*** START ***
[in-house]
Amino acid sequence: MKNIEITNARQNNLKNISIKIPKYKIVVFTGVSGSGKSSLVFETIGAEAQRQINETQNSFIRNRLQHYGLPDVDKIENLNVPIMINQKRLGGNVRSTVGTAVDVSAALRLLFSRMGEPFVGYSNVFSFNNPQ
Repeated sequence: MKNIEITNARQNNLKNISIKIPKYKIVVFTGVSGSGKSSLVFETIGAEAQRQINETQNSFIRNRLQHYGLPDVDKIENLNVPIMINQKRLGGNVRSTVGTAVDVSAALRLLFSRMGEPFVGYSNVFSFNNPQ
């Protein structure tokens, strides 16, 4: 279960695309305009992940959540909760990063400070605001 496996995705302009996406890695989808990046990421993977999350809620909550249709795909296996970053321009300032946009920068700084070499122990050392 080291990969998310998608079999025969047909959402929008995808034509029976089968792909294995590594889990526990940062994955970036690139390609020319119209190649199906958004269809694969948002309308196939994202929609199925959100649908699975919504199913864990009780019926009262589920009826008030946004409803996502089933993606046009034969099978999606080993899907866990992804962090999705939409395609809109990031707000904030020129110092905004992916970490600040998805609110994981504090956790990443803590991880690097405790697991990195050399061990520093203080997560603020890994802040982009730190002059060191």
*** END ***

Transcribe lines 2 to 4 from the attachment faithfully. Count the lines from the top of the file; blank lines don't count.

Amino acid sequence: MKNIEITNARQNNLKNISIKIPKYKIVVFTGVSGSGKSSLVFETIGAEAQRQINETQNSFIRNRLQHYGLPDVDKIENLNVPIMINQKRLGGNVRSTVGTAVDVSAALRLLFSRMGEPFVGYSNVFSFNNPQ
Repeated sequence: MKNIEITNARQNNLKNISIKIPKYKIVVFTGVSGSGKSSLVFETIGAEAQRQINETQNSFIRNRLQHYGLPDVDKIENLNVPIMINQKRLGGNVRSTVGTAVDVSAALRLLFSRMGEPFVGYSNVFSFNNPQ
């Protein structure tokens, strides 16, 4: 279960695309305009992940959540909760990063400070605001 496996995705302009996406890695989808990046990421993977999350809620909550249709795909296996970053321009300032946009920068700084070499122990050392 080291990969998310998608079999025969047909959402929008995808034509029976089968792909294995590594889990526990940062994955970036690139390609020319119209190649199906958004269809694969948002309308196939994202929609199925959100649908699975919504199913864990009780019926009262589920009826008030946004409803996502089933993606046009034969099978999606080993899907866990992804962090999705939409395609809109990031707000904030020129110092905004992916970490600040998805609110994981504090956790990443803590991880690097405790697991990195050399061990520093203080997560603020890994802040982009730190002059060191």